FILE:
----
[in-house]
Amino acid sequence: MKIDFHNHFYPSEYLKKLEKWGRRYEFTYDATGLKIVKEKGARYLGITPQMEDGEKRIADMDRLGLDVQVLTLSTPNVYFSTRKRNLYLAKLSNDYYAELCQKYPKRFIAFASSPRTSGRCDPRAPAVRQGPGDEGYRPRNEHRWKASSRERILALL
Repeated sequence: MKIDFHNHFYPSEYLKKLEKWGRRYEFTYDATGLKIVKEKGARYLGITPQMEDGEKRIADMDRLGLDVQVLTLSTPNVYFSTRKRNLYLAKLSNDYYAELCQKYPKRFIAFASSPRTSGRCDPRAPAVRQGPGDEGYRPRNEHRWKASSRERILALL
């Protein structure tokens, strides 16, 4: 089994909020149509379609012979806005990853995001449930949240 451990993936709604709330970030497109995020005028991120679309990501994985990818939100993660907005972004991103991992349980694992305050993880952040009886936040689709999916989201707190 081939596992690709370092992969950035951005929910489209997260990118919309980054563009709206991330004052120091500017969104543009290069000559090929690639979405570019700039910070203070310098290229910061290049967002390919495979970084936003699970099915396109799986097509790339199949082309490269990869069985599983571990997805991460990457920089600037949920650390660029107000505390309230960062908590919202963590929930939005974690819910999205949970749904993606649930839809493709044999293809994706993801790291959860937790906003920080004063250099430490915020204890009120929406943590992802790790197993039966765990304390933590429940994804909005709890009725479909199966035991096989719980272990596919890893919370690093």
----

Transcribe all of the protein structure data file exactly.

[in-house]
Amino acid sequence: MKIDFHNHFYPSEYLKKLEKWGRRYEFTYDATGLKIVKEKGARYLGITPQMEDGEKRIADMDRLGLDVQVLTLSTPNVYFSTRKRNLYLAKLSNDYYAELCQKYPKRFIAFASSPRTSGRCDPRAPAVRQGPGDEGYRPRNEHRWKASSRERILALL
Repeated sequence: MKIDFHNHFYPSEYLKKLEKWGRRYEFTYDATGLKIVKEKGARYLGITPQMEDGEKRIADMDRLGLDVQVLTLSTPNVYFSTRKRNLYLAKLSNDYYAELCQKYPKRFIAFASSPRTSGRCDPRAPAVRQGPGDEGYRPRNEHRWKASSRERILALL
């Protein structure tokens, strides 16, 4: 089994909020149509379609012979806005990853995001449930949240 451990993936709604709330970030497109995020005028991120679309990501994985990818939100993660907005972004991103991992349980694992305050993880952040009886936040689709999916989201707190 081939596992690709370092992969950035951005929910489209997260990118919309980054563009709206991330004052120091500017969104543009290069000559090929690639979405570019700039910070203070310098290229910061290049967002390919495979970084936003699970099915396109799986097509790339199949082309490269990869069985599983571990997805991460990457920089600037949920650390660029107000505390309230960062908590919202963590929930939005974690819910999205949970749904993606649930839809493709044999293809994706993801790291959860937790906003920080004063250099430490915020204890009120929406943590992802790790197993039966765990304390933590429940994804909005709890009725479909199966035991096989719980272990596919890893919370690093």